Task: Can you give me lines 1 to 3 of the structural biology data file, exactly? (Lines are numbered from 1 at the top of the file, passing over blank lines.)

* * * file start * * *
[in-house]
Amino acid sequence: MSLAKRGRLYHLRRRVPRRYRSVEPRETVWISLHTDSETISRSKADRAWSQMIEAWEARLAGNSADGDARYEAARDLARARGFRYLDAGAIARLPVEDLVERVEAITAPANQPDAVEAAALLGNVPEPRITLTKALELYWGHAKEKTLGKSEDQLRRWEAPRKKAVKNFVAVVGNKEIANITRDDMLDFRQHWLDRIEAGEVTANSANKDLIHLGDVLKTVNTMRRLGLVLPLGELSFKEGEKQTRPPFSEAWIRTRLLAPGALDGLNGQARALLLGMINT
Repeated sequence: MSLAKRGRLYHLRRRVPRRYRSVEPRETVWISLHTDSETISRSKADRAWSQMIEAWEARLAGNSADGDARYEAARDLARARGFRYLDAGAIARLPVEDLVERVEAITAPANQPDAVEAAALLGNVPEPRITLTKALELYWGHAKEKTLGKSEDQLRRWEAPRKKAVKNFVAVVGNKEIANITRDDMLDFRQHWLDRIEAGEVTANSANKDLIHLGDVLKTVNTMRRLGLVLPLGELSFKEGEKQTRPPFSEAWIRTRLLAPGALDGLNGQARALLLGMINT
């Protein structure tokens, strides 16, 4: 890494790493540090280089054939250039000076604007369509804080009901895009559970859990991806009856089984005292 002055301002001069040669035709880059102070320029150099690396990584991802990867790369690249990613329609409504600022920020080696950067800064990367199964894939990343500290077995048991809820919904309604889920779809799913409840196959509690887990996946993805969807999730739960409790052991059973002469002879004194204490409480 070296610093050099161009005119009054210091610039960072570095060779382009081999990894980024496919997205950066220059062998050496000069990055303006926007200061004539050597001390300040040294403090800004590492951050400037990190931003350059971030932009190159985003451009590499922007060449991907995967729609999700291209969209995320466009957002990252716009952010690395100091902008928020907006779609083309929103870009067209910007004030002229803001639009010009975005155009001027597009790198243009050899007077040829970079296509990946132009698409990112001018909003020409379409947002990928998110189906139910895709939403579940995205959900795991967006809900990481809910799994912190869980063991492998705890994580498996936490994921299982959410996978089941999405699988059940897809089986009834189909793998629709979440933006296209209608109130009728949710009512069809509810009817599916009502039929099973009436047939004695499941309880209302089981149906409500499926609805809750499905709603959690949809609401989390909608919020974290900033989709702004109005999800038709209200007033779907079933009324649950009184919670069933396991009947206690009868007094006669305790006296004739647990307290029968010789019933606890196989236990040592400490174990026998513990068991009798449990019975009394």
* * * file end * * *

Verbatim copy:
[in-house]
Amino acid sequence: MSLAKRGRLYHLRRRVPRRYRSVEPRETVWISLHTDSETISRSKADRAWSQMIEAWEARLAGNSADGDARYEAARDLARARGFRYLDAGAIARLPVEDLVERVEAITAPANQPDAVEAAALLGNVPEPRITLTKALELYWGHAKEKTLGKSEDQLRRWEAPRKKAVKNFVAVVGNKEIANITRDDMLDFRQHWLDRIEAGEVTANSANKDLIHLGDVLKTVNTMRRLGLVLPLGELSFKEGEKQTRPPFSEAWIRTRLLAPGALDGLNGQARALLLGMINT
Repeated sequence: MSLAKRGRLYHLRRRVPRRYRSVEPRETVWISLHTDSETISRSKADRAWSQMIEAWEARLAGNSADGDARYEAARDLARARGFRYLDAGAIARLPVEDLVERVEAITAPANQPDAVEAAALLGNVPEPRITLTKALELYWGHAKEKTLGKSEDQLRRWEAPRKKAVKNFVAVVGNKEIANITRDDMLDFRQHWLDRIEAGEVTANSANKDLIHLGDVLKTVNTMRRLGLVLPLGELSFKEGEKQTRPPFSEAWIRTRLLAPGALDGLNGQARALLLGMINT